We present two patients with sudden deafness and positional nystagmus of the direction changing type in which the nystagmus was directed toward the upper ear with the head in a lateral position. The first case was a 60-year-old man ; the second was a 50-year-old man. Both patient exhibited this type of nystagmus for more than a year. The first patient showed a well developed nystagmus on caloric test and head tremor by gazing. The second patient had accompanying visual symptoms due to circular insufficiency of the posterior cerebral artery. We have often encountered cases of sudden deafness with vertigo or dizziness. In most cases, equilibrium disorder and nystagmus disappeared soon after the recovery of a vestibular function and the compensation of the central nervous system. Some cases of sudden deafness showed positional nystagmus of the direction changing type that directed toward the upper ear with the head in the lateral position. This type of nystagmus was first reported as a characteristic sign of vertigo associated with central nervous disorder. Recently, several papers have reported that some cases of vestibular disorder showed this type of nystagmus which usually changes to an other type or disappears within a short period. Because nystagmus of our two patients remaind unchanged for more than a year, we considered that the causes also participate in the disorder of the central equilibrium system. The anterior inferior cerebellar artery supplies the blood to the vestibulocerebellum and its branch, the labryhthine artery, which also supplies the inner ear. Thus, the function of both the cerebellum and the inner ear would be damaged, in cases involving a disorder of this vessel. In our patients, the cause was a vascular disorder associated with a disorder of both the peripheral and central nervous systems.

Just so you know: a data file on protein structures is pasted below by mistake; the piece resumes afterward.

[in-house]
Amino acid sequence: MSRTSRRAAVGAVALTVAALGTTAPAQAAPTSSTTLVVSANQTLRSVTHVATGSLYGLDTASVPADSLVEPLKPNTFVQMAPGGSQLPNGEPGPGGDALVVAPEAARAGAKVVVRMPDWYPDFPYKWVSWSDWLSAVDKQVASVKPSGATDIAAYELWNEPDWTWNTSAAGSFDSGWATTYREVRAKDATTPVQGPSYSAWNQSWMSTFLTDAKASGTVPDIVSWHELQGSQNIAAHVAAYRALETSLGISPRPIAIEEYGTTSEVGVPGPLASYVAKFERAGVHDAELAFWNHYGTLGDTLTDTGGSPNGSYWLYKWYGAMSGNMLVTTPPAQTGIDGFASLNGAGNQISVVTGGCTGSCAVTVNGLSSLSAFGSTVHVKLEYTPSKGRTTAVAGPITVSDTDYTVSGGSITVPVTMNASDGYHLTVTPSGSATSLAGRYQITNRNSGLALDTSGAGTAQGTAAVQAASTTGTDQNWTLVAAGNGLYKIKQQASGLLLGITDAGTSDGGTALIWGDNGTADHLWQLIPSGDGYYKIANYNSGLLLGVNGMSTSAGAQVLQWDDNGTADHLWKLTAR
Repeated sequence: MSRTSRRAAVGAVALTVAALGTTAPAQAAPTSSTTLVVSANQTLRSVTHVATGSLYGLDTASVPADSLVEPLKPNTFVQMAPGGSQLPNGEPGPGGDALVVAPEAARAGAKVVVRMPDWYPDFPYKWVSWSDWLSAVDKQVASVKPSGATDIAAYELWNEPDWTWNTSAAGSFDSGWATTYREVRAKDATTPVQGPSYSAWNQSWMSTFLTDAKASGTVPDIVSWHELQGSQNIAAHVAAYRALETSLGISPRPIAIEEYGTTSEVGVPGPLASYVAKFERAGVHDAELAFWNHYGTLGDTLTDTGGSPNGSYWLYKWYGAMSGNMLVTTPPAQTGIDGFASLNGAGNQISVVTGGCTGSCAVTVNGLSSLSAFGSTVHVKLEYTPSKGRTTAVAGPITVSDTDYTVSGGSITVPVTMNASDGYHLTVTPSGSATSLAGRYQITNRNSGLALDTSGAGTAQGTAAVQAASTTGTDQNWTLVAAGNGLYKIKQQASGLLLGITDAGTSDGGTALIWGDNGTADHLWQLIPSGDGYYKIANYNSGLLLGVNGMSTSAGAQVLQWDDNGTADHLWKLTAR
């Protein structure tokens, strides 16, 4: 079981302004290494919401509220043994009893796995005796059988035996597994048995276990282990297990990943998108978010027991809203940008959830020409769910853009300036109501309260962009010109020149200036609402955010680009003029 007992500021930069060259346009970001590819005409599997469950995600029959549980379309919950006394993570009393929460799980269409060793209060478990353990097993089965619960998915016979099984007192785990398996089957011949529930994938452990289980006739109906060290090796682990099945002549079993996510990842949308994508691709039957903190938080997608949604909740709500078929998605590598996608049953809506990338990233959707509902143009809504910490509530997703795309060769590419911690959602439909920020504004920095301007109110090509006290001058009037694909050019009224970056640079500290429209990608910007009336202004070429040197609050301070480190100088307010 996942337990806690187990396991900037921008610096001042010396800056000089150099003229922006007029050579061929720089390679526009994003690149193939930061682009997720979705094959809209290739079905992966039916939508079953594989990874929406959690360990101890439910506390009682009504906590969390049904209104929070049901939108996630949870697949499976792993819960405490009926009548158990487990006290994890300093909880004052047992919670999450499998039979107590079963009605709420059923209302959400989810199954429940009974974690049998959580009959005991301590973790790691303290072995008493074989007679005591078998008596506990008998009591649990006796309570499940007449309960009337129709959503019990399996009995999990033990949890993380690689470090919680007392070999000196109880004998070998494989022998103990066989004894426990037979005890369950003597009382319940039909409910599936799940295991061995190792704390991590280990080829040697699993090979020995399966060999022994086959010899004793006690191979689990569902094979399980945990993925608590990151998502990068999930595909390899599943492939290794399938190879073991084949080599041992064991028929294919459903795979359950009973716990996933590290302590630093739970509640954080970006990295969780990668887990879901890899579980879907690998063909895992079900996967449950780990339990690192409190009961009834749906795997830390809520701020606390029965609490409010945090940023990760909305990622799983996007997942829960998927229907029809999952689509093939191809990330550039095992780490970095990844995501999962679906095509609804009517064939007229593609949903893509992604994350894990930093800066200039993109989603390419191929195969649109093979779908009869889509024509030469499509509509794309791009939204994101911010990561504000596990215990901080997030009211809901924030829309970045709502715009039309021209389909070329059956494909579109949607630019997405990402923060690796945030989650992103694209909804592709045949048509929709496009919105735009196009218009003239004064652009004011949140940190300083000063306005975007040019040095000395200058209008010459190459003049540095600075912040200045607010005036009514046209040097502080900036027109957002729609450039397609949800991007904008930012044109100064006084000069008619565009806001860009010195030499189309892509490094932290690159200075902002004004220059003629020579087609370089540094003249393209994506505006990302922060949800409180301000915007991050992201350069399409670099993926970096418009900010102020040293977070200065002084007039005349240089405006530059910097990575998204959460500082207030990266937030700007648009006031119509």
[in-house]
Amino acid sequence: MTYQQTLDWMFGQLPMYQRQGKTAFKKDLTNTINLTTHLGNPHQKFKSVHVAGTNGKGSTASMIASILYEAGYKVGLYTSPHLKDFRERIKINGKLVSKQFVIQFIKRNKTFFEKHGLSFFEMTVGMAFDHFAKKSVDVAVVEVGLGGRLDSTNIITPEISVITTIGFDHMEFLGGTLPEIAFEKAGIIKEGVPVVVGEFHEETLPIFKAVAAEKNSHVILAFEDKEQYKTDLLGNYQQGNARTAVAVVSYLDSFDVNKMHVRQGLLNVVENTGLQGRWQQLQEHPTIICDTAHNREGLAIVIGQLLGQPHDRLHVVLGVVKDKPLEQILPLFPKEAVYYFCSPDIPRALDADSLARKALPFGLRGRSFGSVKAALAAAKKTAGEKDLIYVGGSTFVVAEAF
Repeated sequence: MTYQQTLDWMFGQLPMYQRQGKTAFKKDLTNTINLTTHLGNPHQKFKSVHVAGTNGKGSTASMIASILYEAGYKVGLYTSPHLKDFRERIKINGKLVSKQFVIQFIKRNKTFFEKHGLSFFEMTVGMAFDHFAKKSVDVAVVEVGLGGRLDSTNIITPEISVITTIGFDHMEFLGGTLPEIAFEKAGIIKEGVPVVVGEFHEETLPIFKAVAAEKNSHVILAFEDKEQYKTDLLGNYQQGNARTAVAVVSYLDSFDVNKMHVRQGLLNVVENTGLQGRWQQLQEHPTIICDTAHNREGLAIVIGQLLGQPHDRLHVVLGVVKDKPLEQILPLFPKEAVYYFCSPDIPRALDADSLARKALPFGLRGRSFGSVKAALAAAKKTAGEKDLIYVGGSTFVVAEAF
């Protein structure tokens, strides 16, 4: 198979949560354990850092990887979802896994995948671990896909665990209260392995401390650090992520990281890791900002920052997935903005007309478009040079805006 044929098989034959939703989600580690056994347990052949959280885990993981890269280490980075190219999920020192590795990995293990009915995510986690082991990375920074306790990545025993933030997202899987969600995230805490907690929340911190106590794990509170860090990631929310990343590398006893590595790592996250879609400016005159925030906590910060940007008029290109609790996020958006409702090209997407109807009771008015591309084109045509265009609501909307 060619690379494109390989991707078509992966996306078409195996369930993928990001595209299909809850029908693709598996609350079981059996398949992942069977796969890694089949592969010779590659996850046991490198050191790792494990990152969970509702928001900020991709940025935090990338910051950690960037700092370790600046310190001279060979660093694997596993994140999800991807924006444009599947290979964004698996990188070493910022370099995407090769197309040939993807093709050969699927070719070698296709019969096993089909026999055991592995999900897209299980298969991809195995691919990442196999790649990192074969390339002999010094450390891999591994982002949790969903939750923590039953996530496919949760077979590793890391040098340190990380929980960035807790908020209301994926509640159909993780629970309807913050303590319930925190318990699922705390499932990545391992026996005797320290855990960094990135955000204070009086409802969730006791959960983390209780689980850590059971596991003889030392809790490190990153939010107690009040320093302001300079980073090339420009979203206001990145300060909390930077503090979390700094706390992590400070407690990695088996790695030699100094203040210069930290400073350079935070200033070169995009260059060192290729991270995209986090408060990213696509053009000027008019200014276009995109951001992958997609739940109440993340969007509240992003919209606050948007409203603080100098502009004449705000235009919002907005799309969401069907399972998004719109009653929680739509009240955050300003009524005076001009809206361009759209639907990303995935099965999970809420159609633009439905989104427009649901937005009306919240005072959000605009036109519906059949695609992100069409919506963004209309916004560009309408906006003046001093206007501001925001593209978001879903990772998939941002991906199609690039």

- Compensation of the central nervous system
- Positional nystagmus of the direction changing type
- Sudden deafness
- Vascular disorder
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